Seeing that the judgments of the High Court have since its existence, and more particularly as they concerned the decisions of the Supreme Court of New South Wales, been tending to show that the law of the latter was bad, this cannot fail to raise a very considerable doubt as to whether, after all, the High Court has not been wrong in other judgments than that in the case Webb v Outtrim, and this must have a prejudicial effect on the popular confidence in the ultimate judgment under the law. … But the ignorant public … will also be apt to think that if, in the opinion of the Privy Council, the High Court can make important mistakes in regard to constitutional law, its capability to make important mistakes in regard to the ordinary law of the land is demonstrable.86
A number of other correspondents also hoped that the decision would be put right by the Privy Council in terms that clearly suggested a slap in the face for the High Court. In a letter to the editor of The Evening News, JFM penned the following verse:
Do I sleep? Do I dream?
Do I wander and doubt?
Are things what they seem?
Or is visions about?
Is our High Court a failure?
Or is British Justice played out?87
For JFM, the Privy Council was the people’s hope and the key was to get Robertson’s case before it, a view shared by another correspondent who offered one sovereign towards the support of any appeal.88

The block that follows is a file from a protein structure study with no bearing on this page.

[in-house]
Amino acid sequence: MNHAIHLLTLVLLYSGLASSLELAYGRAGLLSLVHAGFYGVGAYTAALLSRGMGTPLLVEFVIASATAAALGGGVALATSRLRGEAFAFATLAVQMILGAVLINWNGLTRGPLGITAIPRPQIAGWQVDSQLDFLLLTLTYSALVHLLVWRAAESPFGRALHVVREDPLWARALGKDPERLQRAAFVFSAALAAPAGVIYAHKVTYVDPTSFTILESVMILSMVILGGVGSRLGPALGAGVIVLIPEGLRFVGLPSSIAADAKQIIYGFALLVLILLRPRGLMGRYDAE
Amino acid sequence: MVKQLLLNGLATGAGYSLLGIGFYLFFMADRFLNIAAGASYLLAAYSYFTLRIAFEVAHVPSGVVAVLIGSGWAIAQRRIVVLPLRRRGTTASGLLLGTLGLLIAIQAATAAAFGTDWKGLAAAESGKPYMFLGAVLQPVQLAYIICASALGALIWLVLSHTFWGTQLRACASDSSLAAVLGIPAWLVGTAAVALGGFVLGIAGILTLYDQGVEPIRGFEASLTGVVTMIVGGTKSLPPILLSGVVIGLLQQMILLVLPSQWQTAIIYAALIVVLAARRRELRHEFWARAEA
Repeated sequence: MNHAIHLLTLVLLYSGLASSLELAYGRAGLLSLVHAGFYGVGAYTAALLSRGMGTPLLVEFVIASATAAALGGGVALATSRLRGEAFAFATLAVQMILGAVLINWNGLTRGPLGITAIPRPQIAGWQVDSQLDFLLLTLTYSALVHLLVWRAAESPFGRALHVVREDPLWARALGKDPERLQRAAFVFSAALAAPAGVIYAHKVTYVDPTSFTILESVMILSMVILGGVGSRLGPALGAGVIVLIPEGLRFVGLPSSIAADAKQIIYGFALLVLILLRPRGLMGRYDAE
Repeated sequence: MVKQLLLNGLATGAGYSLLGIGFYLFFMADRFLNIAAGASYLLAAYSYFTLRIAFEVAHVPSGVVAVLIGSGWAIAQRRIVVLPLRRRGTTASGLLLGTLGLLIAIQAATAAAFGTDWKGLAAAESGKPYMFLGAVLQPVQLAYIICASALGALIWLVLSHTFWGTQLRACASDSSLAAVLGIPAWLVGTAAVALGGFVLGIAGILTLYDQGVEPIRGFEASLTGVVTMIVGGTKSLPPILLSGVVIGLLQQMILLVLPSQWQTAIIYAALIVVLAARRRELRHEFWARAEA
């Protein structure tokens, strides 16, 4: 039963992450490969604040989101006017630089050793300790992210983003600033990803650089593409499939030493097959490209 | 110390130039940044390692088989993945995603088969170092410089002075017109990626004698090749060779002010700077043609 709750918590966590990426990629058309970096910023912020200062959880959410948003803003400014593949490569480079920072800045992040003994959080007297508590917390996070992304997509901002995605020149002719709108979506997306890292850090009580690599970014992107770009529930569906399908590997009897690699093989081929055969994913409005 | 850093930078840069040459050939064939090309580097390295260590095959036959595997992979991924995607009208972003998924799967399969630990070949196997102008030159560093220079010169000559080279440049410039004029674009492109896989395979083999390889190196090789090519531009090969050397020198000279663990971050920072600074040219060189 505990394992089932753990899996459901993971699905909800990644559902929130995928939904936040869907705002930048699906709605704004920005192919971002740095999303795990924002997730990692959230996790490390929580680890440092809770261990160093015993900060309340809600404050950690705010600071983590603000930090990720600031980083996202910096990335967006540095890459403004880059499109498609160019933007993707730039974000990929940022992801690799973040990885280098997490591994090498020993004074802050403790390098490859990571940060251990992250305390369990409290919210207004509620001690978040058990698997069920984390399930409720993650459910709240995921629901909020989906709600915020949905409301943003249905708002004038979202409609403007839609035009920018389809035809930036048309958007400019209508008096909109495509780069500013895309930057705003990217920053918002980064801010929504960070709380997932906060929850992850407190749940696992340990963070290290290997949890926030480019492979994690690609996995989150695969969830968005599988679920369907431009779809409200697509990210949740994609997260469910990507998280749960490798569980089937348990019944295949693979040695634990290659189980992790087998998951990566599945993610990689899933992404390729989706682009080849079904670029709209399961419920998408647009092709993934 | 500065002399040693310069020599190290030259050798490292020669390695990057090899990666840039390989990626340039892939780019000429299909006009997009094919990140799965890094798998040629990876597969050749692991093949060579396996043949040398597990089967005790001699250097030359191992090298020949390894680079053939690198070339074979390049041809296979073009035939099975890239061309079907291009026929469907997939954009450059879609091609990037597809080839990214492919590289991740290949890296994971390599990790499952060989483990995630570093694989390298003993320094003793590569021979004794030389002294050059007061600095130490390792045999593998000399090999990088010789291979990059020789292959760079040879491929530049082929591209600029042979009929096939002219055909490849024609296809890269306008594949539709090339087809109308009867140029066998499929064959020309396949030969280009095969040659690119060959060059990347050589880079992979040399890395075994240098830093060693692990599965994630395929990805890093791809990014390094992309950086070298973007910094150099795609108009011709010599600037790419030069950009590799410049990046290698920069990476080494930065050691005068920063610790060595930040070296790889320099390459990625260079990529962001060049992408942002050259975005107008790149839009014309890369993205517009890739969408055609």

The anti-federal nature of the clamour for an appeal was demonstrated when a public meeting was held on 16 January 1907 in response to an advertisement in the press (and to a circular distributed in the area) to consider what steps should be taken in the public interest to promote an appeal in the case.89 In fact, the meeting was adjourned as only 25 people turned up, but the rhetoric of the few speeches given encapsulated the sentiment that was present. The proposed chairman, federal Senator J C Nield, said that, as a member of the Senate that had passed the Judiciary Act 1903 (Cth), he had had no idea — nor had any other member of either chamber had any idea — that they were, in passing the section in question (s 74), conferring such extraordinary jurisdiction upon the High Court. It had come as a shock to him that verdicts could apparently be set aside and decisions overruled without pleadings or without argument.90 Another speaker, Dr McDonald Kelly, observed that there was a certain glamour about the High Court, but any apologist for the High Court must attack most of the decisions of the New South Wales courts and other State courts and perhaps even the Privy Council. According to The Sydney Morning Herald report, Kelly said: